FOMO – the Fear of Missing Out. This fear is the center of technology addiction. It’s why your kids whip out their phones the moment they start to feel bored, why your friends are adding so much of their lives to social media, and quite probably why you find it just as hard to put your phone down.
How Did We Develop FOMO?
Instilling FOMO is built into many of today’s entertainment devices, especially smartphones and social media. To a certain extent, this is deliberate. Smartphones and other devices want you to use them as often as possible. That’s why they flash when you have new messages, beep to get your attention and provide apps suitable for everything from health care to grocery shopping.
As time goes on, we tend to get more and more dependent on technology. How are you going to navigate to new places if you don’t have the GPS on your phone? How are you going to contact your friends if you don’t remember their phone numbers or your social media logins? How are you going to take a picture of something amazing without buying an expensive, separate camera?
The cause of this is – surprising nobody – money. Device sellers and app makers may or may not make a profit from the devices themselves, but they do tend to profit from internet and phone connection plans, from selling ads, and from gathering information to sell to advertisers. The more you use a device, the more opportunities they have to gather information.
Given that, it makes sense to make technology as addictive as possible. You may have heard younger people say that they can’t live without their phone. They’re wrong – they can definitely live without it – but many of them genuinely don’t know how. Today’s children and teens have had technology all their lives, and it’s been an endless source of information, entertainment, and connection to their friends.
It’s hard to emphasize how much of a shift this is from earlier generations. For many of today’s youth, technology is all they really know, and it’s literally changed the way they think. Many kids would rather lose an arm than permanently lose technology, and they were conditioned to think that way. Every jolt of happiness from a ‘like’ or ‘thumbs up’ on social media feeds our brain’s reward center, and that’s how many technology addictions begin.
Now, this doesn’t mean that living technology-free is the only “good” way to live. Frankly, technology is embedded in so much of our economy that not using it poses a serious problem to people’s employment prospects. However, everyone – young and old – should understand technology addiction and know how to deal with it.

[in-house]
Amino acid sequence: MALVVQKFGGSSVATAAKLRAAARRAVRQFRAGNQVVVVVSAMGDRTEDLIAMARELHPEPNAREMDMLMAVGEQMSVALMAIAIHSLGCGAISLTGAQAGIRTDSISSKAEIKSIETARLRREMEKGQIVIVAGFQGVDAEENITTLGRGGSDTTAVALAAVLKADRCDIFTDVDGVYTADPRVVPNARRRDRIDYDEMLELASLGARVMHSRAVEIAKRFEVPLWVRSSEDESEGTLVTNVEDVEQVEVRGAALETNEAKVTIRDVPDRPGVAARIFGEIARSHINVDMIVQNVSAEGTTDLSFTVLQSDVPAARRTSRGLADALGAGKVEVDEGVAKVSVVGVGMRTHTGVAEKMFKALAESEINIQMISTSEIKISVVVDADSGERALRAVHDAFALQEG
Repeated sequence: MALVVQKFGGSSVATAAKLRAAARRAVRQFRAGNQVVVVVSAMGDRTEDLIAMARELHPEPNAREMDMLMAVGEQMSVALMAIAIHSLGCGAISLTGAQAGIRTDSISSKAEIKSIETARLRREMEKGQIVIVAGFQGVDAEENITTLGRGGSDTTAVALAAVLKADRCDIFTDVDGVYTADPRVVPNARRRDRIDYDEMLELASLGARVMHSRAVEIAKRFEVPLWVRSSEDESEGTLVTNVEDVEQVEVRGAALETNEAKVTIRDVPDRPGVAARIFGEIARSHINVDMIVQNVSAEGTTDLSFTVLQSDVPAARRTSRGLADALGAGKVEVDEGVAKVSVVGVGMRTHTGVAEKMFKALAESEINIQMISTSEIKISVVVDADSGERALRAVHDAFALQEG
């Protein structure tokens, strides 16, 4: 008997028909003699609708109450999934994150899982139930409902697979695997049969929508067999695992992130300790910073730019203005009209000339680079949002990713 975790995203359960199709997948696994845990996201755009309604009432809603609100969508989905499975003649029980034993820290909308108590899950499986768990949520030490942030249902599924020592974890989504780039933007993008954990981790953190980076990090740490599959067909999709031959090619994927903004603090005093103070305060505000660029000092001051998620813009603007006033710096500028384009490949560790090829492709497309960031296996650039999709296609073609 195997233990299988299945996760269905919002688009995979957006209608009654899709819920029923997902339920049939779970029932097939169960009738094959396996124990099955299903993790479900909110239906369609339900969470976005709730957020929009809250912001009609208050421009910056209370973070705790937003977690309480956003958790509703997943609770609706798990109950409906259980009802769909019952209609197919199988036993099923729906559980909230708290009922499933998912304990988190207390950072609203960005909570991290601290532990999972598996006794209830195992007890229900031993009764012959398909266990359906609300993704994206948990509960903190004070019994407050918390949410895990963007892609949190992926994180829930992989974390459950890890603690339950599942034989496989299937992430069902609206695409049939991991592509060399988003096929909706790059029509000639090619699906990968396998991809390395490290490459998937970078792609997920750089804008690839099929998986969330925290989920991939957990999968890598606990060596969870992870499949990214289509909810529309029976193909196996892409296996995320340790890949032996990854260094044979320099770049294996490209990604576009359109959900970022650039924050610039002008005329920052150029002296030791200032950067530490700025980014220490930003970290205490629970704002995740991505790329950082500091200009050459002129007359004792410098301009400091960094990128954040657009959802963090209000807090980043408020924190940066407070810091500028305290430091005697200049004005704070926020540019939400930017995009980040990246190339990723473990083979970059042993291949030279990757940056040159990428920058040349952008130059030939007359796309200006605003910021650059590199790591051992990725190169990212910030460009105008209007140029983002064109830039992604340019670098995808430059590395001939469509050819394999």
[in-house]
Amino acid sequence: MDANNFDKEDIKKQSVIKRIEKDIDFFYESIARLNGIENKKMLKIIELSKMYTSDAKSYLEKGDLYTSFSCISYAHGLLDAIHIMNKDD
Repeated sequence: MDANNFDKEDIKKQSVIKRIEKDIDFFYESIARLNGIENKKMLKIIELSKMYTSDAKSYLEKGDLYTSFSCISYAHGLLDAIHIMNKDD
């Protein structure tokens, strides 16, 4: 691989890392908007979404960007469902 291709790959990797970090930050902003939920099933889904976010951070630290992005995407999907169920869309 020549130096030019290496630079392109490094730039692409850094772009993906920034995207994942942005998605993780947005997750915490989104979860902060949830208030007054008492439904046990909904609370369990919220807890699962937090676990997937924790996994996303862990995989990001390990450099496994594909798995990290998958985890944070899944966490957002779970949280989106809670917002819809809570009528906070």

How To Take Control
Fighting technology addiction is possible, but you will need to take a few steps. Like most addictions, it’s easier to slowly wean yourself away, especially if kids and technology often go together in your life.
Step 1: Understand How Important Technology Is In Your Life
Technology can be split into three levels of importance. First, Life Support covers technology that’s required for you to live in reasonably good condition. This covers medical tech, heating and cooling, access to safe water, and similar matters. Losing access to this isn’t like having to find another way to entertain yourself – it could be genuinely harmful. Thus, this is the most important level of technology.
The middle level is Daily Living technology, which covers things like transportation, hygiene, food storage, and other things you don’t really want to live without. It’s possible to minimize your use of technology here – biking instead of driving, eating room temperature foods instead of freezing and reheating things, etc. – but that’s more-or-less optional.
That said, some forms of entertainment technology may move up to this level when personal circumstances dictate it. If you need to be “on call” for work, for example, keeping your phone nearby isn’t a sign of addiction.
The lowest level of technology is Entertainment. This includes things you like – television, smartphones, computers, and so on – but that you don’t need to stay sheltered, fed, and employed. Since this technology isn’t necessary for daily life, it’s designed to be addicting. The more addicting it is, the more you’ll use it, think about it, and do whatever you can to keep it in your life.